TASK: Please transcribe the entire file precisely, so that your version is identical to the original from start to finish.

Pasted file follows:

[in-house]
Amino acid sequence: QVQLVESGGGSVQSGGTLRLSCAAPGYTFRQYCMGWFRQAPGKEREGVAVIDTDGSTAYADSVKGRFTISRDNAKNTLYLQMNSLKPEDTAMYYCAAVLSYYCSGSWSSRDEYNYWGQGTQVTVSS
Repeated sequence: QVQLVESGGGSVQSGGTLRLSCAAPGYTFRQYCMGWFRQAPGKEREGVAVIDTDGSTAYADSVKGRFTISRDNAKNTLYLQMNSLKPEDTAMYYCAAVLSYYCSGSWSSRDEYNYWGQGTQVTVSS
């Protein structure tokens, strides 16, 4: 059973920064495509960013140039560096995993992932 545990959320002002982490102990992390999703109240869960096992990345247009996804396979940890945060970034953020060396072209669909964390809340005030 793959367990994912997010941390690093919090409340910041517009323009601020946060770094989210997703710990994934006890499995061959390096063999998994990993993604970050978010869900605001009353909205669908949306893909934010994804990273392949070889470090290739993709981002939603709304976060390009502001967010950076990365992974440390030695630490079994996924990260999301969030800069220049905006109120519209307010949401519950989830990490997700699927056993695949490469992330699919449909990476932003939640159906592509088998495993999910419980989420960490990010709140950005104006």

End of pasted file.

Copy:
[in-house]
Amino acid sequence: QVQLVESGGGSVQSGGTLRLSCAAPGYTFRQYCMGWFRQAPGKEREGVAVIDTDGSTAYADSVKGRFTISRDNAKNTLYLQMNSLKPEDTAMYYCAAVLSYYCSGSWSSRDEYNYWGQGTQVTVSS
Repeated sequence: QVQLVESGGGSVQSGGTLRLSCAAPGYTFRQYCMGWFRQAPGKEREGVAVIDTDGSTAYADSVKGRFTISRDNAKNTLYLQMNSLKPEDTAMYYCAAVLSYYCSGSWSSRDEYNYWGQGTQVTVSS
């Protein structure tokens, strides 16, 4: 059973920064495509960013140039560096995993992932 545990959320002002982490102990992390999703109240869960096992990345247009996804396979940890945060970034953020060396072209669909964390809340005030 793959367990994912997010941390690093919090409340910041517009323009601020946060770094989210997703710990994934006890499995061959390096063999998994990993993604970050978010869900605001009353909205669908949306893909934010994804990273392949070889470090290739993709981002939603709304976060390009502001967010950076990365992974440390030695630490079994996924990260999301969030800069220049905006109120519209307010949401519950989830990490997700699927056993695949490469992330699919449909990476932003939640159906592509088998495993999910419980989420960490990010709140950005104006």